At the beginning of a new year, our thoughts inevitably look to the future and what we want to achieve. At Trebinshun House, we always want to focus on our solid traditions and values and at the same time, keep up-to-date with changes in the field of learning. This should make your – or your company’s – language training strategy more efficient and make sure that you are learning in a supportive and inspiring atmosphere. Let’s look at some language learning trends which we’ll be using in the classroom and which you can follow through after your course.

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THReflecting on progress

by Claire Jaynes, DoS at Trebinshun House

As we come to the end of the year, we’re all busy with reports, end of year processes and getting ready for Christmas. It’s the time of year that we will – eventually - have some time to reflect. We’d like to encourage you to reflect on your progress in English over the last year.

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THWhat are some effective habits in language learning?

by Claire Jaynes, DoS at Trebinshun House

Many of you will know Stephen Covey’s ‘Seven Habits of Highly Effective People’ (since updated to eight!). How can we translate them in a language learning context? Let’s look at each habit and apply it to the context of language learning.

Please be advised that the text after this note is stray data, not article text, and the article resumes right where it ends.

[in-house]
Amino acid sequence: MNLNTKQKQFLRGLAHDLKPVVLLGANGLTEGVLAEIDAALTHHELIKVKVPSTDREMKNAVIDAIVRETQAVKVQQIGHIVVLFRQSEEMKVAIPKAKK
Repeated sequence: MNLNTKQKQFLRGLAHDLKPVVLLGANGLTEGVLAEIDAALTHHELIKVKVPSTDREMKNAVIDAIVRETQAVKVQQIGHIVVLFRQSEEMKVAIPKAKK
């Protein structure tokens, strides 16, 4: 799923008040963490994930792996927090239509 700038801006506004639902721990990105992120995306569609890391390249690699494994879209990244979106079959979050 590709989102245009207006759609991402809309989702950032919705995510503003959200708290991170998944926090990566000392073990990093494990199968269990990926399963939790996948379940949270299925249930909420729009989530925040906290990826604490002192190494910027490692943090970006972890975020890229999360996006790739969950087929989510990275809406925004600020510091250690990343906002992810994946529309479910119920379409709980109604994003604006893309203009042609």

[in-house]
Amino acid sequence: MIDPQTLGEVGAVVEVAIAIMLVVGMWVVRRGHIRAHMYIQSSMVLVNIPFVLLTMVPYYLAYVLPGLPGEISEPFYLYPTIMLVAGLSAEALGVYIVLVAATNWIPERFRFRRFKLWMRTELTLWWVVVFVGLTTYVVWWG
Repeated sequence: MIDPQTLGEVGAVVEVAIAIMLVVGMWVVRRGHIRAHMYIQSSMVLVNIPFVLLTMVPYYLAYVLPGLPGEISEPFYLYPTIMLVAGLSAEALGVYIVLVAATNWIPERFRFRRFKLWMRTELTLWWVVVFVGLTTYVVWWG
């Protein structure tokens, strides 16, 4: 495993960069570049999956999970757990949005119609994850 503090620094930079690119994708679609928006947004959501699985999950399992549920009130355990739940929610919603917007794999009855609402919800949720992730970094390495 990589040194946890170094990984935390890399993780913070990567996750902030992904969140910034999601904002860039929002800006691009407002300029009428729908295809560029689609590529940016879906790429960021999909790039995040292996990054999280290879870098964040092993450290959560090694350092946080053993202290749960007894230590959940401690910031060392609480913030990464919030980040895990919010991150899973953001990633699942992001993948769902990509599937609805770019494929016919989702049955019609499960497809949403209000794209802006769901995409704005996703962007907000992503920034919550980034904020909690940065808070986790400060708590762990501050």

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THListening strategies: how to listen better

by Claire Jaynes, DoS at Trebinshun House

You’ve heard of top-down and bottom up management but have you heard of these terms in language development?! We use them to talk about listening skills and you’re probably aware that becoming a better communicator involves focussing on your speaking and listening skills. Let’s look at these different techniques that we use in class on our intensive English courses – ones that you can also use at home.

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THHow to improve your English: your to-do list!

by Claire Jaynes, DoS at Trebinshun House

Our last blog article focussed on what you shouldn’t do when learning English. We’d like to bring our attention to helpful habits and approaches to learning and what should be on your ‘to-do’ list. Don’t worry, some of these can be done instantly….

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THWhat you can do to improve your English NOW!

by Claire Jaynes, DoS at Trebinshun House

Over the last two weeks at Trebinshun House while working with students from Elementary to Advanced level, I've become aware of a common theme: how relatively easy it is to get blocked or stuck when learning a language - regardless of level. So we've been discussing with our students what they can each change about their English NOW to enable them to improve their learning experience and their long term success.

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THHow can you socialise more easily and effectively in English?!

by Claire Jaynes, DoS at Trebinshun House

At Trebinshun House, we often work with students who want to develop their social English. Do you ever attend networking events, have business dinners with visiting colleagues, or even just work with a multinational team and have everyday conversations about the weekend, family news etc. How can you socialise more easily and effectively in English?